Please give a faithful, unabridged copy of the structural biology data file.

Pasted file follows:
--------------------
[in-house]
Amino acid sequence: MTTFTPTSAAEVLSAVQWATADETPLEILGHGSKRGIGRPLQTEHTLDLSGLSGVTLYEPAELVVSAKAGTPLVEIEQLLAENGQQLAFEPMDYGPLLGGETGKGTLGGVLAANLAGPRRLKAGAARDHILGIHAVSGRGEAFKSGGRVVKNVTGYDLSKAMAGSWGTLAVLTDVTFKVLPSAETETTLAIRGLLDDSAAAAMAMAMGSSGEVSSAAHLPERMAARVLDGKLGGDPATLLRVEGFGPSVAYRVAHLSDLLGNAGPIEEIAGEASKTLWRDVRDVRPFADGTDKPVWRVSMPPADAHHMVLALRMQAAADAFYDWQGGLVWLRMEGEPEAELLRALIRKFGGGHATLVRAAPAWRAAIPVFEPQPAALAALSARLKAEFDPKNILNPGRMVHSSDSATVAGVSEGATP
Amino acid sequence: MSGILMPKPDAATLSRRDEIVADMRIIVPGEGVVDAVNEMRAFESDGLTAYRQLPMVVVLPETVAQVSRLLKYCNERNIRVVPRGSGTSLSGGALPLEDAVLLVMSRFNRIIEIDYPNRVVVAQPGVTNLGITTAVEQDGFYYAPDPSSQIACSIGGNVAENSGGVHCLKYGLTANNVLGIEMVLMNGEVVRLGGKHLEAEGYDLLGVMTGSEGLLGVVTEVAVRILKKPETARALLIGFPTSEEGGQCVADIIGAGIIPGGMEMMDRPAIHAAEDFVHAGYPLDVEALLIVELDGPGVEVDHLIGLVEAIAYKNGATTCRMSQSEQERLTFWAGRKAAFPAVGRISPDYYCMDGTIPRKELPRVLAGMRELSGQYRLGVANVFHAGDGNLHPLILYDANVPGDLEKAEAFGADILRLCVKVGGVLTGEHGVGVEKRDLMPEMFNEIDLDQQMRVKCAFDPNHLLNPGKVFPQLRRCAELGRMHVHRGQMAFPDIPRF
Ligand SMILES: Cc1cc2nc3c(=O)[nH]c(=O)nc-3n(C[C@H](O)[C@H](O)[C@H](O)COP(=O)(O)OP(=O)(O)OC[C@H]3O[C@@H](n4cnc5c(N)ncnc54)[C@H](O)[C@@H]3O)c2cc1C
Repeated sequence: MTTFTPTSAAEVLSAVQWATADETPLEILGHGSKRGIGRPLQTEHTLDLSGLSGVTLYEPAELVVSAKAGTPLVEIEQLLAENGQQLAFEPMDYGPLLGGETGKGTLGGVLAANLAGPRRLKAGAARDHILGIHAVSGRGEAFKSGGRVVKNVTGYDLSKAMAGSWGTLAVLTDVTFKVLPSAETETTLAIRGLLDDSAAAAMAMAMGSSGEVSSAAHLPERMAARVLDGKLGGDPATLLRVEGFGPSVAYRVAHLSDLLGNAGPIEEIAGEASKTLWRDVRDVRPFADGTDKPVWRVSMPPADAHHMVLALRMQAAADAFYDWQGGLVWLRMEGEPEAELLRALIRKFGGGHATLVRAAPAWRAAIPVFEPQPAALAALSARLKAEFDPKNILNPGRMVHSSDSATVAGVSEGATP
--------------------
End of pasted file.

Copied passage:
[in-house]
Amino acid sequence: MTTFTPTSAAEVLSAVQWATADETPLEILGHGSKRGIGRPLQTEHTLDLSGLSGVTLYEPAELVVSAKAGTPLVEIEQLLAENGQQLAFEPMDYGPLLGGETGKGTLGGVLAANLAGPRRLKAGAARDHILGIHAVSGRGEAFKSGGRVVKNVTGYDLSKAMAGSWGTLAVLTDVTFKVLPSAETETTLAIRGLLDDSAAAAMAMAMGSSGEVSSAAHLPERMAARVLDGKLGGDPATLLRVEGFGPSVAYRVAHLSDLLGNAGPIEEIAGEASKTLWRDVRDVRPFADGTDKPVWRVSMPPADAHHMVLALRMQAAADAFYDWQGGLVWLRMEGEPEAELLRALIRKFGGGHATLVRAAPAWRAAIPVFEPQPAALAALSARLKAEFDPKNILNPGRMVHSSDSATVAGVSEGATP
Amino acid sequence: MSGILMPKPDAATLSRRDEIVADMRIIVPGEGVVDAVNEMRAFESDGLTAYRQLPMVVVLPETVAQVSRLLKYCNERNIRVVPRGSGTSLSGGALPLEDAVLLVMSRFNRIIEIDYPNRVVVAQPGVTNLGITTAVEQDGFYYAPDPSSQIACSIGGNVAENSGGVHCLKYGLTANNVLGIEMVLMNGEVVRLGGKHLEAEGYDLLGVMTGSEGLLGVVTEVAVRILKKPETARALLIGFPTSEEGGQCVADIIGAGIIPGGMEMMDRPAIHAAEDFVHAGYPLDVEALLIVELDGPGVEVDHLIGLVEAIAYKNGATTCRMSQSEQERLTFWAGRKAAFPAVGRISPDYYCMDGTIPRKELPRVLAGMRELSGQYRLGVANVFHAGDGNLHPLILYDANVPGDLEKAEAFGADILRLCVKVGGVLTGEHGVGVEKRDLMPEMFNEIDLDQQMRVKCAFDPNHLLNPGKVFPQLRRCAELGRMHVHRGQMAFPDIPRF
Ligand SMILES: Cc1cc2nc3c(=O)[nH]c(=O)nc-3n(C[C@H](O)[C@H](O)[C@H](O)COP(=O)(O)OP(=O)(O)OC[C@H]3O[C@@H](n4cnc5c(N)ncnc54)[C@H](O)[C@@H]3O)c2cc1C
Repeated sequence: MTTFTPTSAAEVLSAVQWATADETPLEILGHGSKRGIGRPLQTEHTLDLSGLSGVTLYEPAELVVSAKAGTPLVEIEQLLAENGQQLAFEPMDYGPLLGGETGKGTLGGVLAANLAGPRRLKAGAARDHILGIHAVSGRGEAFKSGGRVVKNVTGYDLSKAMAGSWGTLAVLTDVTFKVLPSAETETTLAIRGLLDDSAAAAMAMAMGSSGEVSSAAHLPERMAARVLDGKLGGDPATLLRVEGFGPSVAYRVAHLSDLLGNAGPIEEIAGEASKTLWRDVRDVRPFADGTDKPVWRVSMPPADAHHMVLALRMQAAADAFYDWQGGLVWLRMEGEPEAELLRALIRKFGGGHATLVRAAPAWRAAIPVFEPQPAALAALSARLKAEFDPKNILNPGRMVHSSDSATVAGVSEGATP